September 2016
Volume 57, Issue 12
Open Access
ARVO Annual Meeting Abstract  |   September 2016
Modulating the toxic effects of benzalkonium chloride on human corneal epithelial cells in vitro
Author Affiliations & Notes
  • Elham Ghahari
    ROI, University of Illinois at Chicago, Chicago, Illinois, United States
  • Mohammadreza Ghahari
    ROI, University of Illinois at Chicago, Chicago, Illinois, United States
  • Sanaz Gidfar
    ROI, University of Illinois at Chicago, Chicago, Illinois, United States
  • Behrad Y Milani
    ROI, University of Illinois at Chicago, Chicago, Illinois, United States
  • Sara Sanjari
    ROI, University of Illinois at Chicago, Chicago, Illinois, United States
  • Medi Eslani
    ROI, University of Illinois at Chicago, Chicago, Illinois, United States
  • Thasarat S Vajaranant
    ROI, University of Illinois at Chicago, Chicago, Illinois, United States
  • Ahmad A Aref
    ROI, University of Illinois at Chicago, Chicago, Illinois, United States
  • Ali R Djalilian
    ROI, University of Illinois at Chicago, Chicago, Illinois, United States
  • Footnotes
    Commercial Relationships   Elham Ghahari, None; Mohammadreza Ghahari, None; Sanaz Gidfar, None; Behrad Milani, None; Sara Sanjari, None; Medi Eslani, None; Thasarat Vajaranant, None; Ahmad Aref, None; Ali Djalilian, None
  • Footnotes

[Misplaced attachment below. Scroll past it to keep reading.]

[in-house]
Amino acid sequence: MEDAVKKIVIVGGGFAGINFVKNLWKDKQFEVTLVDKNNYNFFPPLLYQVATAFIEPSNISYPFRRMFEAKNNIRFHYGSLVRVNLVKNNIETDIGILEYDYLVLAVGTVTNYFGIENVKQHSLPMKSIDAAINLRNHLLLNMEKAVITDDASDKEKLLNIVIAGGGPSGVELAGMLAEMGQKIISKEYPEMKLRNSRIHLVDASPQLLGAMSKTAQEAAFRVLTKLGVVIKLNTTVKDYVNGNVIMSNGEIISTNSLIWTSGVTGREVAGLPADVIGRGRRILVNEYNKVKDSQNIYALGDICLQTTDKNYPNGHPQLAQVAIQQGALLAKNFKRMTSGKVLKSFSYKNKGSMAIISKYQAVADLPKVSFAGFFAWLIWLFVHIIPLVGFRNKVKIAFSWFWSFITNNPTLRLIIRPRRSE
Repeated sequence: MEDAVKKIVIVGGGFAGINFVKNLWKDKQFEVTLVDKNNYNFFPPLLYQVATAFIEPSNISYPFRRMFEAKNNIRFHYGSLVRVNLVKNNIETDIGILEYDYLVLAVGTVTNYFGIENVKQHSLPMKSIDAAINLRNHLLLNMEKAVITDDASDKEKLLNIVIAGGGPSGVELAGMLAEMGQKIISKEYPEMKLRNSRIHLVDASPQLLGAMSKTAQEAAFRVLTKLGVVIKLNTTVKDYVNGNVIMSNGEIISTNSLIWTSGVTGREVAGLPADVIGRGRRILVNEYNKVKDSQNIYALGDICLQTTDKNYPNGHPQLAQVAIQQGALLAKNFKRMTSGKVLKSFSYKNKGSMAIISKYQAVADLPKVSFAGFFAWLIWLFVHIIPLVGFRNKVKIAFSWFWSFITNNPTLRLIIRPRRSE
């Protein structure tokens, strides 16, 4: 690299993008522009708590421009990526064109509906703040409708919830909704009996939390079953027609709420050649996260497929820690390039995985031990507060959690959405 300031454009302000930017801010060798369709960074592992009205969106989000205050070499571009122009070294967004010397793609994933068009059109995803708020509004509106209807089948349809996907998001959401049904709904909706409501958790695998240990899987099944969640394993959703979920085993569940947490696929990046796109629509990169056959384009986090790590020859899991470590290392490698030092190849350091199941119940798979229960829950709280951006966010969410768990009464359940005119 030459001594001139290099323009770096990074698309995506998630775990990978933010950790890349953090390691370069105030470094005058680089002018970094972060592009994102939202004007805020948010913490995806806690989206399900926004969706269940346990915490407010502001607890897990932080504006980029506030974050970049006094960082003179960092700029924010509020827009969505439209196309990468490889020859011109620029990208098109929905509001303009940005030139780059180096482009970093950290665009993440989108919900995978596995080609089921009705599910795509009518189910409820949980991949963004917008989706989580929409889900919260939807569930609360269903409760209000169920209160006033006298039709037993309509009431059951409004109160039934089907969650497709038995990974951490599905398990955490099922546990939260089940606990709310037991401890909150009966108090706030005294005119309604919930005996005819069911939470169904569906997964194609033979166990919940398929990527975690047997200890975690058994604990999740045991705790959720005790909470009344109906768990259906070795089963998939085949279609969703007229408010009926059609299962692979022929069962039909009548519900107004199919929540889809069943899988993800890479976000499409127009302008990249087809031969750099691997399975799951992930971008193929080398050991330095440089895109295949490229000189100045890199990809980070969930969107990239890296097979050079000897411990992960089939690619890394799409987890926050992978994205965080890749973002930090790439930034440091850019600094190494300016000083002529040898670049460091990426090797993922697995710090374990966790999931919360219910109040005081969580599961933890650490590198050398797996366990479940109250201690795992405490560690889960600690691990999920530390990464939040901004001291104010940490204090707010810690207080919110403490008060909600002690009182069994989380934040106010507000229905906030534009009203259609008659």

Support  None
Investigative Ophthalmology & Visual Science September 2016, Vol.57, 3892. doi:
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    • Get Citation

      Elham Ghahari, Mohammadreza Ghahari, Sanaz Gidfar, Behrad Y Milani, Sara Sanjari, Medi Eslani, Thasarat S Vajaranant, Ahmad A Aref, Ali R Djalilian; Modulating the toxic effects of benzalkonium chloride on human corneal epithelial cells in vitro. Invest. Ophthalmol. Vis. Sci. 2016;57(12):3892.

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      © ARVO (1962-2015); The Authors (2016-present)

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Abstract

Purpose : Many topical ophthalmic medications have documented ocular surface toxicity attributed to preservatives, most commonly benzalkonium chloride (BAK). The main purpose of this study is to determine the critical cytotoxic BAK concentration for telomerized- immortalized Human Corneal Epithelial Cells (HCECs) using a series of concentrations and different exposure time, and find a way to prevent or treat this damage.

Methods : HCECs was plated in 96-well plates and incubated for 1 day. Culture medium was then replaced by basal media with different BAK concentrations (0.0005% to 0.005% in 0.0005 increment steps), incubated for 5, 10, or 15 minutes. In another set of experiments, the cells were incubated in a specific conditioned media 30 minutes before BAK application. Cell proliferation/viability was assessed by MTT assay.

Results : BAK treatment time of 10 minutes was selected. BAK toxic concentration was 0.0015. Our results suggest that conditioned media has some degrees of protective effects against BAK ocular toxicity. HCECs pre-treated with the specific conditioned media demonstrated 71% cell viability in comparison to 56% for un-conditioned media.

Conclusions : These results indicate that BAK induced cell damage might be reduced using a specified conditioned media. This may be used clinically to decrease the adverse effect of topical eye drops.

This is an abstract that was submitted for the 2016 ARVO Annual Meeting, held in Seattle, Wash., May 1-5, 2016.

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